A second value of Bynase is that it encourages casual small-scale hardware/software projects. See the BynaseEcosystem for information about the amateur scientific exploration of biologically inspired design.
Bynase in a nutshell:
Bynase computers pull the capacitative load on a wire high or low for a few processor clock ticks and then disconnect for many many thousands of clocks before repeating the process. The exact number of clocks that pulling happens is determined based on the strength of the the particular pin drivers and can vary with variation in electrical design.
Bynase does not use any passive pull-ups or pull-downs. The Atmel AVR designs have internal pull-ups that must be disabled.
Computers drive pulses without regard to anything else happening on the wire. Pulse frequency is roughly equivalent to the NTSC horizontal sweep rate of 15kHz. Higher rates make for a more dominant signal when multiple computers are driving the same net.
Values are driven onto a net by choosing proportionally high or low drive for subsequent pulses. Conceptually this is as simple as:
while true if value < random pulse low else pulse highNote: this is not a positional number system where subsequent bits represent progressively larger (or smaller) weight. Every pulse sent is equally likely to influence a receiver by the same amount.
A receiver samples the signal on a net and accumulates a progressively better estimate of the value present. For example, 100 samples can yield an accumulation between 0 and 100 inclusively.
result = 0 for 100 times if input is high result = result + 1A receiver does not know which transmitter has most recently pulsed the net. As such, when multiple transmitters compete, the receiver detects a weighted average of the transmitted signal.
The Bynase driver delays sampling input until the last possible moment before pulsing its own signal and thus obliterating any other computer's signal. This strategy allows two computers to signal each other on a single wire. Crosstalk will be minimized when the two computers signal at the same rate.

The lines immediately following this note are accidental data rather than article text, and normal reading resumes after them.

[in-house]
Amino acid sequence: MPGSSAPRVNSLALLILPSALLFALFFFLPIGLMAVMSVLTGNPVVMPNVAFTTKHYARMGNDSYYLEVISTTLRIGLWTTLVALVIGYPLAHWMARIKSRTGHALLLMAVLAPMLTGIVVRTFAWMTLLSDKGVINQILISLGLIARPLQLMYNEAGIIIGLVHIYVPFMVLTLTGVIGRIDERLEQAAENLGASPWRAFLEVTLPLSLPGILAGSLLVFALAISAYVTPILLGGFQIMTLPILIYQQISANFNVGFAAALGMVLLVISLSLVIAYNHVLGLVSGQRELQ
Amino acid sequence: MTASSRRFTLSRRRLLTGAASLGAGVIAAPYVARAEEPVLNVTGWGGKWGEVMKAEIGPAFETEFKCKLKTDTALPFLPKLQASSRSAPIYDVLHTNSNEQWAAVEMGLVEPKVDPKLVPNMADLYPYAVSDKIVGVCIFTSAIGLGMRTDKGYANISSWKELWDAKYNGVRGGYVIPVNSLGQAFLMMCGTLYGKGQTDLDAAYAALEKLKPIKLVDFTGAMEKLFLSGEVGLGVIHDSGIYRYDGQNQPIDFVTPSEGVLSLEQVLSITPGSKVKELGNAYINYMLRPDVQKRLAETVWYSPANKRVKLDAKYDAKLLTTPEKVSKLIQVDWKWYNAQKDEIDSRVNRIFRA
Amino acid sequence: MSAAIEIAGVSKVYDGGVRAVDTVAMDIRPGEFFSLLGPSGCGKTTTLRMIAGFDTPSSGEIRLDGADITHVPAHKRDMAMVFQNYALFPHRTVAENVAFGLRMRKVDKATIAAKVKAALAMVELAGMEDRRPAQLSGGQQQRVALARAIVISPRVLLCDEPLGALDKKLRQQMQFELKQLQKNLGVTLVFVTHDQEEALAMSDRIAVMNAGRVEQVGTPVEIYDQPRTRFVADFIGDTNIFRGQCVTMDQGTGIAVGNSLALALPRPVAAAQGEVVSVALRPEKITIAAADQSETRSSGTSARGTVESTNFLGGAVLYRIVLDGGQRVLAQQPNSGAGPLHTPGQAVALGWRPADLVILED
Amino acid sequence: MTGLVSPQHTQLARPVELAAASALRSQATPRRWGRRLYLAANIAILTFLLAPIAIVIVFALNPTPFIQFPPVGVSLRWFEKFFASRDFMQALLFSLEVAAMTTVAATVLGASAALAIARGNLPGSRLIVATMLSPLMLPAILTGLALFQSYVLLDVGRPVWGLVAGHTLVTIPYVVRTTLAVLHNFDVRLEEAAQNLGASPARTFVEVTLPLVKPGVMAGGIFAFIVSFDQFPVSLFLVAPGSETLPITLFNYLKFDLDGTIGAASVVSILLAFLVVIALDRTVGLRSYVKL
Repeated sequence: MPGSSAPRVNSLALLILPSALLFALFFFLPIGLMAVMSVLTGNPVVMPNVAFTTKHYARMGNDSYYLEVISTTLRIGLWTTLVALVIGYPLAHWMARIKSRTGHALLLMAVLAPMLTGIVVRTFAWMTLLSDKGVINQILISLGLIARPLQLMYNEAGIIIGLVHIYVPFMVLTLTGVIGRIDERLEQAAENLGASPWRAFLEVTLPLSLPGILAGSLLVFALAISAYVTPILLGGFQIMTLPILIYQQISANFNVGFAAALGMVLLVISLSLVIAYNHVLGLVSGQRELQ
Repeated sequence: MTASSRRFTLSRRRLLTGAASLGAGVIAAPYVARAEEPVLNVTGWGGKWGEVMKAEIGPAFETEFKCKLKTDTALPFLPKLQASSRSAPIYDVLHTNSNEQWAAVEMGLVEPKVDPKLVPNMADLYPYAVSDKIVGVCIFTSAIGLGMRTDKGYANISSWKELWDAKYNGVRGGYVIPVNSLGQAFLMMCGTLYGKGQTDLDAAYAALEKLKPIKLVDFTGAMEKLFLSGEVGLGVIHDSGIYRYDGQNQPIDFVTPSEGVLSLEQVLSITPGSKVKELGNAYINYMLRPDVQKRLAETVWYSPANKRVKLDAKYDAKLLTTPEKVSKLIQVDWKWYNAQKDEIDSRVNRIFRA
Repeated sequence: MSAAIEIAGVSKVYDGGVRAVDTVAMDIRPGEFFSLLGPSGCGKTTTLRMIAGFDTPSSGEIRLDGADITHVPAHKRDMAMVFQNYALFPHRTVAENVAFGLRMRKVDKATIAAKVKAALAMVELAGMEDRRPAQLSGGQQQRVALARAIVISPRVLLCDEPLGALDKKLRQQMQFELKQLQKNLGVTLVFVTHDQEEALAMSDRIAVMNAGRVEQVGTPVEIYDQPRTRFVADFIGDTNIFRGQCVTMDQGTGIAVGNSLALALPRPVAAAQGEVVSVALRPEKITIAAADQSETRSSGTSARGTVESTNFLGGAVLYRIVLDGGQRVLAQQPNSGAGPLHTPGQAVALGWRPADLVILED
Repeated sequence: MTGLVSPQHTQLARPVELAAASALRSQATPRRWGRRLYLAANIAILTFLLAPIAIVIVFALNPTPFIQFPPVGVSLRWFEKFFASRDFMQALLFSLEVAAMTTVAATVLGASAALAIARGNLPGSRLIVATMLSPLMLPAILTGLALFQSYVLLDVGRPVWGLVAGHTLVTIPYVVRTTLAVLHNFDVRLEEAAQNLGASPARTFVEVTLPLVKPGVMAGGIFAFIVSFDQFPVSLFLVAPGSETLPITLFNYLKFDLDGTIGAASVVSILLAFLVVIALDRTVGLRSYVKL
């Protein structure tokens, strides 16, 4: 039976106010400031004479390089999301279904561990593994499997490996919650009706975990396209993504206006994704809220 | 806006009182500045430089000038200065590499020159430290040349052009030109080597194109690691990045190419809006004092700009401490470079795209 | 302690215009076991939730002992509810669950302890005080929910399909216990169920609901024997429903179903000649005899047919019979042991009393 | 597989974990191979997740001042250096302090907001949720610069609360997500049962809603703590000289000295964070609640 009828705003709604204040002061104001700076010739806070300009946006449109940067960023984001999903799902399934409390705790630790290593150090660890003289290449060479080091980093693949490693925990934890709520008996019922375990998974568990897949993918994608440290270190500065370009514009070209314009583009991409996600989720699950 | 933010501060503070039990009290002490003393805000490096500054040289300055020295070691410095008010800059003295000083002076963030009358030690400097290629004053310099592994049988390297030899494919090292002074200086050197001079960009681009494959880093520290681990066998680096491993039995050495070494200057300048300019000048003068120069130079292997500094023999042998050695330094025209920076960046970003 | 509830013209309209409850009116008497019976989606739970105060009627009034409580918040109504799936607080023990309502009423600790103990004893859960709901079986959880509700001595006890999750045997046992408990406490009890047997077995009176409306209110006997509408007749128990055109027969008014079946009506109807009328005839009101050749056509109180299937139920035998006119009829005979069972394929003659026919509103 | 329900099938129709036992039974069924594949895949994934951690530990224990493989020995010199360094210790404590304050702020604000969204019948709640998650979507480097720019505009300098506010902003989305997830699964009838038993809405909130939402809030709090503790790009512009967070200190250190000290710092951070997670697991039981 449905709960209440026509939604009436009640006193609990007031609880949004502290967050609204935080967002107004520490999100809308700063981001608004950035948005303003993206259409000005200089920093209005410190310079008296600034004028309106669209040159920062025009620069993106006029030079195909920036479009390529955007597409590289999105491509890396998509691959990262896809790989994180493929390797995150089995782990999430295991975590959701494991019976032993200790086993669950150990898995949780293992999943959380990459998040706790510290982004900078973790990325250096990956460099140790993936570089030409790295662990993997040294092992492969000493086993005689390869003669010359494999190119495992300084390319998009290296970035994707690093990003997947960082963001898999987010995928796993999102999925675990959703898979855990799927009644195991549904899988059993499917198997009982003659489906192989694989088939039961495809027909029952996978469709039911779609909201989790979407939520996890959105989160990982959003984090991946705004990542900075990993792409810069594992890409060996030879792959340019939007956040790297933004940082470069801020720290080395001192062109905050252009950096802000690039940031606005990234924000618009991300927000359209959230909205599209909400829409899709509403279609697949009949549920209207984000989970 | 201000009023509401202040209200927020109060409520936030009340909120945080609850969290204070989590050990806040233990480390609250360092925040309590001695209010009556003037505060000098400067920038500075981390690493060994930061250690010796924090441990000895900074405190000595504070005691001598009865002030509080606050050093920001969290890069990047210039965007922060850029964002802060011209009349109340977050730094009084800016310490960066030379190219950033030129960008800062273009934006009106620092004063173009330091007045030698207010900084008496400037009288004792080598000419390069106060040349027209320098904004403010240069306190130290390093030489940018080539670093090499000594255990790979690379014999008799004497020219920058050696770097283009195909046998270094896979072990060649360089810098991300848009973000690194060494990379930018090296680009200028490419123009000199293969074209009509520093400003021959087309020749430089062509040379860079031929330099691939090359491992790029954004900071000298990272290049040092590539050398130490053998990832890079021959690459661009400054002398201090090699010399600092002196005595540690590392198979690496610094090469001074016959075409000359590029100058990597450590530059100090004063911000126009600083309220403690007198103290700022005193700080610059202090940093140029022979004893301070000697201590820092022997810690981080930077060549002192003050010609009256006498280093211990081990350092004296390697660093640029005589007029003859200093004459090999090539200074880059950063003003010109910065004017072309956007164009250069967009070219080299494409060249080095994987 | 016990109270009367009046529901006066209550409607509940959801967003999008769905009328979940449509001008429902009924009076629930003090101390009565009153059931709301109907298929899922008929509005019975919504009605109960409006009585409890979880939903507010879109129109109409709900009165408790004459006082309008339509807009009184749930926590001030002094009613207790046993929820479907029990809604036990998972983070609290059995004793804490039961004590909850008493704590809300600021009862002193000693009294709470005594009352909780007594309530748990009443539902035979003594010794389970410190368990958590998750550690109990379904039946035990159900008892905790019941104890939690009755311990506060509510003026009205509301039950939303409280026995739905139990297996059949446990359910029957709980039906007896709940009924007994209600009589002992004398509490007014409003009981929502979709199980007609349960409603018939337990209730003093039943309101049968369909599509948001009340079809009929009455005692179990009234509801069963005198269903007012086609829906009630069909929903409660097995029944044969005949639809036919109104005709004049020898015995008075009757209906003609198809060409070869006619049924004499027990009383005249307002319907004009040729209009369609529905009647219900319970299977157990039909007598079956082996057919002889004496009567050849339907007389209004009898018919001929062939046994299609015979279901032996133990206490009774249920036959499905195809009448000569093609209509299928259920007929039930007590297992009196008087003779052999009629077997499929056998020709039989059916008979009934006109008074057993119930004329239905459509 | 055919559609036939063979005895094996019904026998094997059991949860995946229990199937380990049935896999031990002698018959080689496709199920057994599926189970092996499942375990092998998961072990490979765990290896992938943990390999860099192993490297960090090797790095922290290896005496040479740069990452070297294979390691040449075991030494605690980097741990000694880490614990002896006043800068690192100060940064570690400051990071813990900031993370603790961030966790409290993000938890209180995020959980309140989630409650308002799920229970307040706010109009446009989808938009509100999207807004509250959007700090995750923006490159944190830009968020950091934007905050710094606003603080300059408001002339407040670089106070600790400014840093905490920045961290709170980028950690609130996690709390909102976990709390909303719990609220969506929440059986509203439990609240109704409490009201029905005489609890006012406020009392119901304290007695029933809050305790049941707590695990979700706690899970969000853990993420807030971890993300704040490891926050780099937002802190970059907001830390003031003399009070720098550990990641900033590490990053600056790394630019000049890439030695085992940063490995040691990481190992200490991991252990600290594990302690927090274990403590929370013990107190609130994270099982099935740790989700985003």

A receiver integrates both the signal and the statistical "noise" used to carry it. We choose to use "noise" that has no frequency components with periods longer than typical integration periods. In this way most noise cancels out in the receiver's integrator. The Bynase driver uses an InvertedCounter as a high-frequency noise generator.
An alternative would be to use an ErrorDiffusion process in place of what is essentially a static dither. This is the approach used by PulseDensityModulation used by, so called, one-bit D-to-A converters in high end compact disk players.
In the limit, probability 0 => always low and probability 1 => always high. We achieve these limits by slightly reducing the range of the inverted counter. Specifically we skip zero so an 8-bit counter has only 255, not 256, states, and that value < random evaluates to produce pulse low for all values of random when value is zero.
We have considered alternative methods to reconstruction other than linear integration. One study, FastBynase, produced some simulations that inform all versions of Bynase with some very clear pictures.
In this one, the first trace (red) is the signal to be encoded, the second (blue) is the noise from the InvertedCounter used to dither the signal, and, the third (green) is the signal as it might appear on the wire if there were no other signals present. The remaining waveforms are specific to the FastBynase reconstruction.
Bynase takes inspiration from molecular signaling systems where concentrations encode values. While Bynase is not particularly good at signaling high-speed events, Bynase designs tend to be immune to occasional and short-lived errors. Bynase systems have the feel of hybrid computers (mixed analog and digital) except that the digital component is distributed among all of the "analog" elements.
|Last edited March 30, 2008
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